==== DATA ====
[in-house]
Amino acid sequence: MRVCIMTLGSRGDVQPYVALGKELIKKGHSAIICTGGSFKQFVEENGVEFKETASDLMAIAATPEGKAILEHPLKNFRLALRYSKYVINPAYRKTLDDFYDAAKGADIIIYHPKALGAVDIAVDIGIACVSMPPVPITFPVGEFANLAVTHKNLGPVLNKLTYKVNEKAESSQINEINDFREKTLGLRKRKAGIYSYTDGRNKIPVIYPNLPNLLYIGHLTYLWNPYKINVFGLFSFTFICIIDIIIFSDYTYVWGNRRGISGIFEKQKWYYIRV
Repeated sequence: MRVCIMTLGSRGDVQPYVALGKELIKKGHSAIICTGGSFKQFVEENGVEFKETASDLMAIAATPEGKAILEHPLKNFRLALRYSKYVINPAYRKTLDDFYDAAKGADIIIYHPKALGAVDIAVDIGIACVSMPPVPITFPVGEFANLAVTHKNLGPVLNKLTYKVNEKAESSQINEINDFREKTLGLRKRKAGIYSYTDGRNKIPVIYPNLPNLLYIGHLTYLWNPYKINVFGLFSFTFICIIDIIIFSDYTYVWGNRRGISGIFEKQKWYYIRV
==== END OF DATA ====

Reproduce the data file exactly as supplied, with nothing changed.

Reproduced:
[in-house]
Amino acid sequence: MRVCIMTLGSRGDVQPYVALGKELIKKGHSAIICTGGSFKQFVEENGVEFKETASDLMAIAATPEGKAILEHPLKNFRLALRYSKYVINPAYRKTLDDFYDAAKGADIIIYHPKALGAVDIAVDIGIACVSMPPVPITFPVGEFANLAVTHKNLGPVLNKLTYKVNEKAESSQINEINDFREKTLGLRKRKAGIYSYTDGRNKIPVIYPNLPNLLYIGHLTYLWNPYKINVFGLFSFTFICIIDIIIFSDYTYVWGNRRGISGIFEKQKWYYIRV
Repeated sequence: MRVCIMTLGSRGDVQPYVALGKELIKKGHSAIICTGGSFKQFVEENGVEFKETASDLMAIAATPEGKAILEHPLKNFRLALRYSKYVINPAYRKTLDDFYDAAKGADIIIYHPKALGAVDIAVDIGIACVSMPPVPITFPVGEFANLAVTHKNLGPVLNKLTYKVNEKAESSQINEINDFREKTLGLRKRKAGIYSYTDGRNKIPVIYPNLPNLLYIGHLTYLWNPYKINVFGLFSFTFICIIDIIIFSDYTYVWGNRRGISGIFEKQKWYYIRV